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  • Can I get a copy of my Bankruptcy Petition when I file it?

    If you would like to have a conformed (file stamped) copy of bankruptcy documents you file with the Clerk's office, you must make one extra copy of these documents for yourself. The Clerk will file stamp the extra copies and return them to you. If you are mailing your documents to the Clerk's office, you must include an extra copy and provide a self addressed, stamped envelope with enough postage to cover return postage for these documents.
    You should keep copies of all legal documents, including your bankruptcy petition and discharge order, if granted, in a safe place as you may need them in the future to secure mortgages, loans, and/or to dispute credit reports.

  • How many copies of court documents do I need to file with the Clerk's office?

    None. You may bring an extra copy to be time stamped for your records

  • Where do I file?

     You may hand deliver or mail to any one of the three Bankruptcy Court locations. Click on the link  Court Info and then click on Court Locations.

  • Where can I obtain the required bankruptcy forms?

    If hiring an attorney is not possible, you can download the necessary bankruptcy filing forms from the Court’s website at the Forms menu item. 

  • Should I use a Document Preparer to assist me in filing bankruptcy?

    There are agencies and individuals who run businesses which assist individuals in preparing legal documents for a fee. These agencies will help debtors by taking information supplied by the debtor(s) and creating the forms necessary for filing a bankruptcy case. They may be helpful to you in explaining general procedures. They are not attorneys and are not allowed to give legal advice as part of their services. They cannot represent debtors in court. The Preparer must completeForm B19.  This form must be filed with the bankruptcy petition and schedules.

  • I've heard I can only file a case under Chapter 13. Is this true?

    In 2005, the United States Congress passed bankruptcy legislation which includes new income and expense considerations when filing for bankruptcy, and may require debtors with income above a certain amount to file under Chapter 13 instead of under Chapter 7, depending on their income and expenses. This however is a very individual determination based on each person’s income, household expenses and debts. To properly understand which chapter would be right for you, it is strongly recommended that you contact a qualified bankruptcy attorney. The Clerk's office is not allowed to give legal advice and can't tell you how these new requirements will affect you.

  • Will the automatic stay stop creditors from calling my home and work?

    Yes, it should.  After you file your  bankruptcy petition with the court commencing a case, the Clerk's office will send a written notice of your bankruptcy filing to all of your creditors at the addresses you list on your creditor mailing list.  Although this notice goes out within one to two days of case filing, it may take up to a week or longer for creditors to receive this notice because of mail time.  If a creditor calls after you have filed your petition, simply tell them you have filed for bankruptcy, give them the case number and the district (the state in which you filed), and indicate that they will receive notice of this in the mail.  If the creditor was not listed on your mailing list, you shoud amend your bankruptcy schedules with the Clerk's office so that future notices about your bankruptcy can be sent to that creditor.  Adding a creditor later on requires a fee.  It is important to make sure you list all your creditors on your initial creditor list, because if a creditor doesn't get notice of your bankruptcy, his debt might not be discharged in your bankruptcy, and adding them later on will cost you more money.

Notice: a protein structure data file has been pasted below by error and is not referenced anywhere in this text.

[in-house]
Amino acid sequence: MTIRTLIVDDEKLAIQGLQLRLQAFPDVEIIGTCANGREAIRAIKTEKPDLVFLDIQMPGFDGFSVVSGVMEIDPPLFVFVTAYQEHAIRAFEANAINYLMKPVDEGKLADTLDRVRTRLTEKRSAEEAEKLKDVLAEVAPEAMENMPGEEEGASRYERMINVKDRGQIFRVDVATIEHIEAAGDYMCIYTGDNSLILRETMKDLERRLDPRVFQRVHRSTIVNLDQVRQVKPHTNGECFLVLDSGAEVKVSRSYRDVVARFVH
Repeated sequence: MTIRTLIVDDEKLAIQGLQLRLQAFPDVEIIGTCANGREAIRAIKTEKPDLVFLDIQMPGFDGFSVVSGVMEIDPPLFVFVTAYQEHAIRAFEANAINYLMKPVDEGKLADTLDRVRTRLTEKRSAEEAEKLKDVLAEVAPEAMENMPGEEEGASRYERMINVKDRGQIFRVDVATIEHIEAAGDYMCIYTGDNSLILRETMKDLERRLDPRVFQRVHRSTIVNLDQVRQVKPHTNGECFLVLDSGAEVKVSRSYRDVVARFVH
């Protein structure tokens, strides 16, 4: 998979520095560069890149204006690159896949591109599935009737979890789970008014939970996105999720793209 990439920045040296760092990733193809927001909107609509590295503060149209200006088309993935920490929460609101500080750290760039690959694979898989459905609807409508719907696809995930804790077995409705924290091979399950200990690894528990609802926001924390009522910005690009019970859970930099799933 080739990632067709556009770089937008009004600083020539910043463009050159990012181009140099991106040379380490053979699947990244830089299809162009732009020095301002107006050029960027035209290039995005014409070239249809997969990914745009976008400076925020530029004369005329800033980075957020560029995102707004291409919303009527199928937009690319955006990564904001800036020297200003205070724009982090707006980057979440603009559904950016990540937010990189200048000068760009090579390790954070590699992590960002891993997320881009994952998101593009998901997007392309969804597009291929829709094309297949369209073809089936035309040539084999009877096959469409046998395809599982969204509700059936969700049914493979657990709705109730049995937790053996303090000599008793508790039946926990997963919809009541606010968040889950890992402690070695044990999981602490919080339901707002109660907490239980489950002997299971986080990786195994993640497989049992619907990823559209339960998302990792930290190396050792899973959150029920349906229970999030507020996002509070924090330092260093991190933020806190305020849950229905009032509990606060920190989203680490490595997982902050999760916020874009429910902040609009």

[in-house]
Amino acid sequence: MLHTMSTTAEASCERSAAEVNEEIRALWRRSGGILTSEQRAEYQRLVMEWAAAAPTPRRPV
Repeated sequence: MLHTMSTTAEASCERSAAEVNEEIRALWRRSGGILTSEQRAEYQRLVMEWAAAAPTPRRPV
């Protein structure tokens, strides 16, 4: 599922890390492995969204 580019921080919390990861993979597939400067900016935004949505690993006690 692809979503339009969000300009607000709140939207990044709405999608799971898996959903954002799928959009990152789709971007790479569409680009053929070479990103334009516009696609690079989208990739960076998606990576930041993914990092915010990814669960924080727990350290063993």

Once a creditor receives notice of your bankruptcy filing, they may not attempt collection of a debt from you unless they follow certain actions, such as obtaining relief from stay, allowed by the court.  If a creditor continues to try to collect a debt from you after being notifed of your bankruptcy,  you should contact an attorney immediately for advice.

  • What is the Automatic Stay?

    The filing of bankruptcy petition automatically stays (stops) most actions, including collections, foreclosures and reposessions, against the debtor or the debtor's property.  It is called "automatic" because the stay begins automatically at the time the bankrutpcy case is filed with the Clerk's office.  Once the stay is in place, creditors are prohibited from taking certain actions against a debtor without court permission.  Some creditors, particularly those involved with repossessions or foreclosures, may immediately file pleadings with the court to go forward with foreclosure or repossessions actions.   It is strongly recommended that you consult wth a bankruptcy attorney to verify that the automatic stay is applicable to your specific circumstances.

  • Where do I go to look up legal terms used in bankruptcy?

    There is a glossary of bankruptcy terms on our website.  You can look up words used in bankruptcy that are not familiar to you there.

  • What is the Bankruptcy Code?

    First enacted in 1978 and substantially revised in 2005, the Bankruptcy Code contains the statutes (laws) that grant legal forgiveness of debt for businesses or individuals in financial difficulty.  There are two primary types of bankruptcy relief available undert the Code:  liqudation (Chapter 7) or reorganization (Chapters 11, 12 and 13).  These options are best discused with a qualified attorney.  The Bankruptcy Code is available at your local law library.